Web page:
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Pereira v. JRA Services LLC

United States District Court, E.D. Louisiana

July 30, 2018


         SECTION "L" (3)

          ORDER & REASONS

         Before the Court is a 12(b)(6) Motion to Dismiss filed by Defendants JRV Services, LLC and Juana Vargas. R. Doc. 9. Plaintiff Rolando Pereira opposes. R. Doc. 12. Having considered the parties' briefs and the applicable law, the Court now issues this Order & Reasons.

         I. BACKGROUND

         Plaintiff Rolando Pereira brings this action under the Fair Labor Standards Act on behalf of himself and all others similarly situated to recover overtime wages against Defendants JRV Services, LLC (“JRV”), PRA-SE Construction, LP (“PRA-SE”), and Juana Vargas (“Vargas”).

         Defendant JRV is a residential and commercial subcontractor that provides labor for construction projects in Louisiana, owned by Defendant Vargas. PRA-SE, a commercial construction company, engaged JRV to provide labor for its jobsites. Plaintiff alleges that he was hired by PRA-SE in 2014 and worked as a construction laborer for Defendants until March of 2018. During this time, Plaintiff claims he worked, on average, 45-54 hours per week, and Defendants failed to pay one-and-a-half times his regular hourly rate for all hours over forty.

         Defendants JRV and Vargas now move the Court to dismiss Plaintiff's claims against them under Rule 12(b)(6). R. Doc. 9. Specifically, Defendants contend that Plaintiff has failed to (1) allege the specific time period for which he claims he was undercompensated; (2) plead facts sufficient to establish that JRV and Vargas qualify as his “employer” under the FLSA; and (3) sufficiently allege facts to show that he is similarly situated to the putative class members.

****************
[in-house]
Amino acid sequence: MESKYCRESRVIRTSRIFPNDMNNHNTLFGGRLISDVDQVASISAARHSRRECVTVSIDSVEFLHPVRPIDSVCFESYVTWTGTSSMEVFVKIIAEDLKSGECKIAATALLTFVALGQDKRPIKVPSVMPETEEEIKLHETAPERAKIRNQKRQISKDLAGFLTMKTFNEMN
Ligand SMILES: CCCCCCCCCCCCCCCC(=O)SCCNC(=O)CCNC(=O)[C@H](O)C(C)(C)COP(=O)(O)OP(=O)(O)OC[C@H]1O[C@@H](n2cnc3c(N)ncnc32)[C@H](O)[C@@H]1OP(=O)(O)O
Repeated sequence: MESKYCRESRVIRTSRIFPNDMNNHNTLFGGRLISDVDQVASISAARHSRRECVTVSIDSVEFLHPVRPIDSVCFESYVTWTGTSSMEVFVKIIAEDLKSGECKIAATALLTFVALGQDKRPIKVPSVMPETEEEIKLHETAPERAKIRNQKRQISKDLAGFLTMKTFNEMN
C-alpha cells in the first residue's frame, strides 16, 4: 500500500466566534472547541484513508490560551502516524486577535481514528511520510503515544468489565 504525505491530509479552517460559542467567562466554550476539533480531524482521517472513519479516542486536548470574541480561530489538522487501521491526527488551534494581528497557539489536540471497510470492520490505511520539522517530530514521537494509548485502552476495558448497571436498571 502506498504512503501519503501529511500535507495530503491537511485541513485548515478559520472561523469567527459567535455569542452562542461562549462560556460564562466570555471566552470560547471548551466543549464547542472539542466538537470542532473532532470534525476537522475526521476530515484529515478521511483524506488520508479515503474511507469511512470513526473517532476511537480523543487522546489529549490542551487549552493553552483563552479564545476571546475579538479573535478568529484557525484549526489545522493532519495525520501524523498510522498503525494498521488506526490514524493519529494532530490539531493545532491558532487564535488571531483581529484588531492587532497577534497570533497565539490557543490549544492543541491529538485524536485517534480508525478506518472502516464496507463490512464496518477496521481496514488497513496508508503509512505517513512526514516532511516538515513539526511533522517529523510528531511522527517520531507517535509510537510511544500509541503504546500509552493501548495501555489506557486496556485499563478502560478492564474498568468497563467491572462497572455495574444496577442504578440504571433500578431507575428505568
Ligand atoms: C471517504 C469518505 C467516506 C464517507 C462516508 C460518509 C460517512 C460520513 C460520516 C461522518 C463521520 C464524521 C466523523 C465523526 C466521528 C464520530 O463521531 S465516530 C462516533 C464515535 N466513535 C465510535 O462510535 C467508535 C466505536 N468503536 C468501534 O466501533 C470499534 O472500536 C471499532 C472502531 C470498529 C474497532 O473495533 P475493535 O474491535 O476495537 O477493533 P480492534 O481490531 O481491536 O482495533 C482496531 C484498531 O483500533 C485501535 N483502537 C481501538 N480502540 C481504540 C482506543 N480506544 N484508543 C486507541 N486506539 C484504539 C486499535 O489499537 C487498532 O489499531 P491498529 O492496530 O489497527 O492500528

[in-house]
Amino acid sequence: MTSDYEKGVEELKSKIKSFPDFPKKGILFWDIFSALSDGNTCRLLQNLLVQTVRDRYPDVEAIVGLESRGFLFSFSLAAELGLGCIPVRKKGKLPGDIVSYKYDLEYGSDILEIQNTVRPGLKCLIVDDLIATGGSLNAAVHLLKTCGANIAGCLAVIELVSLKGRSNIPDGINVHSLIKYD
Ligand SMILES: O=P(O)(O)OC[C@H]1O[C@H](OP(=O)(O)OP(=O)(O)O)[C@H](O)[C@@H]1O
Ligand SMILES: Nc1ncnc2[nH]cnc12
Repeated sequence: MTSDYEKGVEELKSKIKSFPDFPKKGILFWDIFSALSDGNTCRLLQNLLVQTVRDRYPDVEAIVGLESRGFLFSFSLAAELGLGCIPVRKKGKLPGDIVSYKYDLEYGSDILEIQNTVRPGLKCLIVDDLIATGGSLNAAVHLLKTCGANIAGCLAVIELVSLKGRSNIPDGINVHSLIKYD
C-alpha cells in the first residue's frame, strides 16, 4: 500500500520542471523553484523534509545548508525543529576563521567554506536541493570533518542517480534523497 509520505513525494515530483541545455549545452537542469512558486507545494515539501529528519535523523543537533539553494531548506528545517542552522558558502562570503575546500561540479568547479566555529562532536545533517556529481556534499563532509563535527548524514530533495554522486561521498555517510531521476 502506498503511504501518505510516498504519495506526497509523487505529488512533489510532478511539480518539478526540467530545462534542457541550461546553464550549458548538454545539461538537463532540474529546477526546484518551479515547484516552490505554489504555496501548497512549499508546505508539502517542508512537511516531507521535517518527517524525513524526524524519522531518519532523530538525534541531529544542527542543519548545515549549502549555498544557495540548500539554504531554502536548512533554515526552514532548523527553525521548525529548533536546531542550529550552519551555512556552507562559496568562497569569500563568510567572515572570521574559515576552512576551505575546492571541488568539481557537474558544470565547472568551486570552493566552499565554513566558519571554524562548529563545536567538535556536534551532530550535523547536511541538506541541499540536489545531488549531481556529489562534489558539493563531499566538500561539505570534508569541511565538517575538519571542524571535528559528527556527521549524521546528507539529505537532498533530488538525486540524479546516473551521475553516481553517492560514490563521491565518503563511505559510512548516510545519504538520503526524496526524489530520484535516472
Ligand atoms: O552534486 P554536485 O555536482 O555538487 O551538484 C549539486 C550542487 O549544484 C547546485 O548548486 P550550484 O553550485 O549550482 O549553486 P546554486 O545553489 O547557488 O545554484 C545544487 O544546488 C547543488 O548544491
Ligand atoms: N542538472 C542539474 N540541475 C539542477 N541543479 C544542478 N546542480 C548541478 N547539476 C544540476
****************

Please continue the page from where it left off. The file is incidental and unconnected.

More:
II. LAW & ANALYSIS

         A. Rule 12(b)(6)

         The Federal Rules of Civil Procedure permit a defendant to seek a dismissal of a complaint based on the “failure to state a claim upon which relief can be granted.” Fed.R.Civ.P. 12(b)(6). A complaint should not be dismissed for failure to state a claim “unless it appears beyond doubt that the plaintiff can prove no set of facts in support of his claim which would entitle him to relief.” Conley v. Gibson, 355 U.S. 41, 47 (1957).

         “To survive a motion to dismiss, a complaint must contain sufficient factual matter, accepted as true, to ‘state a claim to relief that is plausible on its face.'” Ashcroft v. Iqbal, 556 U.S. 662, 678 (2009) (quoting Bell Atlantic Corp. v. Twombly, 550 U.S. 544, 570 (2007)). “A claim has facial plausibility when the plaintiff pleads factual content that allows the court to draw the reasonable inference that the defendant is liable for the misconduct alleged.” Id. The district court must construe facts in the light most favorable to the nonmoving party and must accept as true all factual allegations contained in the complaint. Iqbal, 556 U.S. at 678. A court “do[es] not accept as true conclusory allegations, unwarranted factual inferences, or legal conclusions.” Plotkin v. IP Axess Inc., 407 F.3d 690, 696 (5th Cir. 2005).

         B. The Fair Labor Standards Act

         The FLSA requires “employers” to pay covered employees at least one and one-half times their normal rate for hours worked in excess of forty per week. 29 U.S.C. § 207(a)(1). To state a claim for unpaid overtime wages, a plaintiff must plead “(1) that there existed an employer-employee relationship during the unpaid overtime periods claimed; (2) that the employee engaged in activities within the coverage of the FLSA; (3) that the employer violated the FLSA's overtime requirements; and (4) the amount of overtime compensation due.” Johnson v. Heckmann Water Resources, Inc., 758 F.3d 627, 630 (5th Cir. 2014). JRV and Vargas argue that Plaintiff inadequately pleads elements (1) and (4), and that Plaintiff fails to adequately plead a collective action.

         a. Employee-Employer Relationship

         Under the FLSA, “employer” is defined as “any person acting directly or indirectly in the interest of an employer in relation to an employee.” 29 U.S.C. § 203(d). The Fifth Circuit determines employer status under the “economic reality” test, considering whether the putative employer “(1) possessed the power to hire and fire the employees, (2) supervised and controlled employee work schedules or conditions of employment, (3) determined the rate and method of payment, and (4) maintained employment records.” Williams v. Henagan, 595 F.3d 610, 620 (5th Cir. 2010). The Court must consider the totality of the circumstances and the economic reality of the overall relationship, and all four factors need not be present in every case. Gray v. Powers, 673 F.3d 352, 357 (5th Cir. 2012). “The dominant theme in the case law ...

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